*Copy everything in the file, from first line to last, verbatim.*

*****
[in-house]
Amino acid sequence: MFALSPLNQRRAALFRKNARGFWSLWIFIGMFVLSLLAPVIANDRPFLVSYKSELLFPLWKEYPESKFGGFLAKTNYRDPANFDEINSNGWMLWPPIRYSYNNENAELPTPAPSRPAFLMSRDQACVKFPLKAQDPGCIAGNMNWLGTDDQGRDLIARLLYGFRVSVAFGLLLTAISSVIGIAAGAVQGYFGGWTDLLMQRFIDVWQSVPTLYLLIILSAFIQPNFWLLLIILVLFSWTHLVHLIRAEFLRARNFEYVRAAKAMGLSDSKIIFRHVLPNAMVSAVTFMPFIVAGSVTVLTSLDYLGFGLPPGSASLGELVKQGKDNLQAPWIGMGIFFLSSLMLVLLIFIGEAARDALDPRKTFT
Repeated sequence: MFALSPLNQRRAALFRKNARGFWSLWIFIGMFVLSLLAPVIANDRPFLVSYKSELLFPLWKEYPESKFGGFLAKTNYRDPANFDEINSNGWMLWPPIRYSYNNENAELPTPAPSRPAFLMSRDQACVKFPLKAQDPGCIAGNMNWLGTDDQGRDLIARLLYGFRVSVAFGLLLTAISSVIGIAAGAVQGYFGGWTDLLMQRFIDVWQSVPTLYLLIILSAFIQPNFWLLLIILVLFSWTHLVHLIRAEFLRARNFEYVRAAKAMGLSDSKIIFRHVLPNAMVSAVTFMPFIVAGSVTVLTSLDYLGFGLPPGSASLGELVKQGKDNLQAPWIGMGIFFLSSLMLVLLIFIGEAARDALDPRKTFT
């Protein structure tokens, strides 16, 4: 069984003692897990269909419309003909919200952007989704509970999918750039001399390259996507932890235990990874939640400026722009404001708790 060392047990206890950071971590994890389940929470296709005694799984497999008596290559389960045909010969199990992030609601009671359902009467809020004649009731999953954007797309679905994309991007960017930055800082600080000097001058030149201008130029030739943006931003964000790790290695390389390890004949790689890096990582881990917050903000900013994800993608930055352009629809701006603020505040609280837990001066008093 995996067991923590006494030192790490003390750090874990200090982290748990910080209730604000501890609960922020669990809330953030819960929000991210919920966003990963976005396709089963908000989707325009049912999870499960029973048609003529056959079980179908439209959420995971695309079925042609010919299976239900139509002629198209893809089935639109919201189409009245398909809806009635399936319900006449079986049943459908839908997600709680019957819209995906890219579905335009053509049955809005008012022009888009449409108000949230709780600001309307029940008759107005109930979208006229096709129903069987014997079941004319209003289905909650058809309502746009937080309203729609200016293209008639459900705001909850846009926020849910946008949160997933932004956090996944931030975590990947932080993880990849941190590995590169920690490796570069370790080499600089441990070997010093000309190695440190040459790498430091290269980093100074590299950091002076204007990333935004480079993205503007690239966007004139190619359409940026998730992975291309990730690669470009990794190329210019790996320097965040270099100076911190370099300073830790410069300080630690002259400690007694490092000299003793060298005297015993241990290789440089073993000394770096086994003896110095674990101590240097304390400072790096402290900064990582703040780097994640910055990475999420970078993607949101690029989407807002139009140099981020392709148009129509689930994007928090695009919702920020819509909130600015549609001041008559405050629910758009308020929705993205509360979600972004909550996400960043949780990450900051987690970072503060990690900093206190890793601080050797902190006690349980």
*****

[in-house]
Amino acid sequence: MFALSPLNQRRAALFRKNARGFWSLWIFIGMFVLSLLAPVIANDRPFLVSYKSELLFPLWKEYPESKFGGFLAKTNYRDPANFDEINSNGWMLWPPIRYSYNNENAELPTPAPSRPAFLMSRDQACVKFPLKAQDPGCIAGNMNWLGTDDQGRDLIARLLYGFRVSVAFGLLLTAISSVIGIAAGAVQGYFGGWTDLLMQRFIDVWQSVPTLYLLIILSAFIQPNFWLLLIILVLFSWTHLVHLIRAEFLRARNFEYVRAAKAMGLSDSKIIFRHVLPNAMVSAVTFMPFIVAGSVTVLTSLDYLGFGLPPGSASLGELVKQGKDNLQAPWIGMGIFFLSSLMLVLLIFIGEAARDALDPRKTFT
Repeated sequence: MFALSPLNQRRAALFRKNARGFWSLWIFIGMFVLSLLAPVIANDRPFLVSYKSELLFPLWKEYPESKFGGFLAKTNYRDPANFDEINSNGWMLWPPIRYSYNNENAELPTPAPSRPAFLMSRDQACVKFPLKAQDPGCIAGNMNWLGTDDQGRDLIARLLYGFRVSVAFGLLLTAISSVIGIAAGAVQGYFGGWTDLLMQRFIDVWQSVPTLYLLIILSAFIQPNFWLLLIILVLFSWTHLVHLIRAEFLRARNFEYVRAAKAMGLSDSKIIFRHVLPNAMVSAVTFMPFIVAGSVTVLTSLDYLGFGLPPGSASLGELVKQGKDNLQAPWIGMGIFFLSSLMLVLLIFIGEAARDALDPRKTFT
């Protein structure tokens, strides 16, 4: 069984003692897990269909419309003909919200952007989704509970999918750039001399390259996507932890235990990874939640400026722009404001708790 060392047990206890950071971590994890389940929470296709005694799984497999008596290559389960045909010969199990992030609601009671359902009467809020004649009731999953954007797309679905994309991007960017930055800082600080000097001058030149201008130029030739943006931003964000790790290695390389390890004949790689890096990582881990917050903000900013994800993608930055352009629809701006603020505040609280837990001066008093 995996067991923590006494030192790490003390750090874990200090982290748990910080209730604000501890609960922020669990809330953030819960929000991210919920966003990963976005396709089963908000989707325009049912999870499960029973048609003529056959079980179908439209959420995971695309079925042609010919299976239900139509002629198209893809089935639109919201189409009245398909809806009635399936319900006449079986049943459908839908997600709680019957819209995906890219579905335009053509049955809005008012022009888009449409108000949230709780600001309307029940008759107005109930979208006229096709129903069987014997079941004319209003289905909650058809309502746009937080309203729609200016293209008639459900705001909850846009926020849910946008949160997933932004956090996944931030975590990947932080993880990849941190590995590169920690490796570069370790080499600089441990070997010093000309190695440190040459790498430091290269980093100074590299950091002076204007990333935004480079993205503007690239966007004139190619359409940026998730992975291309990730690669470009990794190329210019790996320097965040270099100076911190370099300073830790410069300080630690002259400690007694490092000299003793060298005297015993241990290789440089073993000394770096086994003896110095674990101590240097304390400072790096402290900064990582703040780097994640910055990475999420970078993607949101690029989407807002139009140099981020392709148009129509689930994007928090695009919702920020819509909130600015549609001041008559405050629910758009308020929705993205509360979600972004909550996400960043949780990450900051987690970072503060990690900093206190890793601080050797902190006690349980």